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How to Make Water Shader for Suzume-Inspired Environment

Gleb Ziuzin shared a breakdown of the Mythical Door project inspired by Suzume, showing how he set up a water shader and explaining the texturing algorithm that helps him achieve more organic materials.

Introduction

Hi, I'm Gleb Ziuzin, an environment artist. I'm incredibly passionate about how artistic compositions and visual images can evoke impressions in my viewers. I've always wanted to fully master these tools so that my creations can resonate with ideas, images, and emotions in people's hearts.

I decided to work in the game industry, and during my year of study, I created my first works for my portfolio. After that, I joined my first studio, Studio 1518, where I worked on the environment for the game "The Lord of the Rings: Return to Moria". Later, I moved to Dekagon Studio and at the same time worked on weapons for the "World of Guns" project. Right now, I am looking for projects that might interest me. 

I've thought for a long time about the main direction in 3D, and I decided to focus my professional development on creating environments for two main reasons: firstly, environments best reflect the atmosphere and mood, and secondly, they take up a significant portion of the game space.

My final work

Mystical Door

I'm a big fan of Japanese animation. Makoto Shinkai's works have always stood out to me with their vast, deep, densely-clouded skies that expand the entire space, captivating camera angles, and detailed frame work. His style takes its color palette from Studio Ghibli but maintains rich shading and a modern Seinen drawing style.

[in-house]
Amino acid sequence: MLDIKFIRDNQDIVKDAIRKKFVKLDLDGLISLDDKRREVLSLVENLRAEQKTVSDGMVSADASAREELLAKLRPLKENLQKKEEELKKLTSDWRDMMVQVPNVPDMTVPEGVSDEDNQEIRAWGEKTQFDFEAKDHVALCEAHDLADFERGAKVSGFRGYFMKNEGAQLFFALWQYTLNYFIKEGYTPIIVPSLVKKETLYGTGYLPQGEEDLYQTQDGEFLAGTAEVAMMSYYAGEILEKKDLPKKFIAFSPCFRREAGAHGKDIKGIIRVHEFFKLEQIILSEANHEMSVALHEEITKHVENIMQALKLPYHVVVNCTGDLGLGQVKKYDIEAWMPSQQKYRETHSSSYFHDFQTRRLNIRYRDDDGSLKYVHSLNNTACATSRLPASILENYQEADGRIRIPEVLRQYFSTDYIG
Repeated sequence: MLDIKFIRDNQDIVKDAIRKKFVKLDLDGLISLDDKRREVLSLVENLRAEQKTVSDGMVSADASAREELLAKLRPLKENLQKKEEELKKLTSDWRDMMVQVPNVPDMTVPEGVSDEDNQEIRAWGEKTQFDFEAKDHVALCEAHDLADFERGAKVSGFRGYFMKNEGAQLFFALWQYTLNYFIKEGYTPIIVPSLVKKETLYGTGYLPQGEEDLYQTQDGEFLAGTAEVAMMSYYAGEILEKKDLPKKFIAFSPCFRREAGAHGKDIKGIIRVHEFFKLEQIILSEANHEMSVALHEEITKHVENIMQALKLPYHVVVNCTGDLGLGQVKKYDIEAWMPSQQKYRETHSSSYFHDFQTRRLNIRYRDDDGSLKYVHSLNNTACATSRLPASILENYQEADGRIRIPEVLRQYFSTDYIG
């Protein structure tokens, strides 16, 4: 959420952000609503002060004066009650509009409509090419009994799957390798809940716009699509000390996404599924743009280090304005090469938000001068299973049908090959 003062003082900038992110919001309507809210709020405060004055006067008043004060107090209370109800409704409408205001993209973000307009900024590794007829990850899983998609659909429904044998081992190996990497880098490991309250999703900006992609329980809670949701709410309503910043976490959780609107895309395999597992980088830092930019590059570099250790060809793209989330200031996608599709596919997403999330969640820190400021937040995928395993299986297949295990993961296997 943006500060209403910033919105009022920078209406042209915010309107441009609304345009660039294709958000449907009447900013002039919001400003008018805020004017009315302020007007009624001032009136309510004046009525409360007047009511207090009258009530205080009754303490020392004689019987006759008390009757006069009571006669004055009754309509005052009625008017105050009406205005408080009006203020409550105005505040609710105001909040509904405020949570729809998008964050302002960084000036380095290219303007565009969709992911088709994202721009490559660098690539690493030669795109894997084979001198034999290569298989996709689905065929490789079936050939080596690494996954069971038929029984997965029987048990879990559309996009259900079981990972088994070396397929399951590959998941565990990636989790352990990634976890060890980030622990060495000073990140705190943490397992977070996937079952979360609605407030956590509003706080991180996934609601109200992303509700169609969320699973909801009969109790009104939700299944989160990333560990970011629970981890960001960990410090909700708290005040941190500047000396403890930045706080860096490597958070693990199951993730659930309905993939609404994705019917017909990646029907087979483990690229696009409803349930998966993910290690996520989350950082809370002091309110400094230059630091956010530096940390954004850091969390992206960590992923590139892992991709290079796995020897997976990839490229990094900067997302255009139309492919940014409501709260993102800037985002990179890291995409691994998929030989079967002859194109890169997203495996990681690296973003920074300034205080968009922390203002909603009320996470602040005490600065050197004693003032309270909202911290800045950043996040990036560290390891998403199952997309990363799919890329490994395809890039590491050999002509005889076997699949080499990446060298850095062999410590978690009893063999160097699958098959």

Artworks by Makoto Shinkai

Choosing the right concept is one of the most important stages in working on a location, and selecting it can take up a significant amount of time. Often, the correct silhouette, composition, and guidelines can turn what seems to be a dull concept into something beautiful. I really enjoyed working with the concept from the anime "Suzume"; it's clear that an experienced team of artists worked on it.

Guiding elements highlighting the main object – the door

In this example, I schematically marked the compositional base.

  • The main guidelines are highlighted in red.
  • The path to the main object is in blue.
  • The secondary guidelines are in purple.
  • The weights in the picture are marked in yellow and green: if you add up the volumes on the left and right, they will be equal.

The dots indicate Value, which is the relative lightness or darkness of a color

Also, by converting the picture to black and white, we can understand how colors differ in Value. These differences also allow us to highlight the objects that the viewer will notice first (in our example, it's the door). Because the colors are less bright, the viewer will focus on other elements that stand out due to their Value.

References of mood, lighting and vegetation

When I settle on a style and concept, I draw inspiration from artists who have successfully realized the main ideas of this style in 3D. For example, I was impressed by the foliage and atmosphere of abandoned ruins by Kima Honma in the project "Stray".

References for the quality and detail of environment textures

I decided to set the level of detail on the objects to be realistic with a slight inclination towards stylization. The best example I found was from Pawel Kostecki in the "Dying Light" project.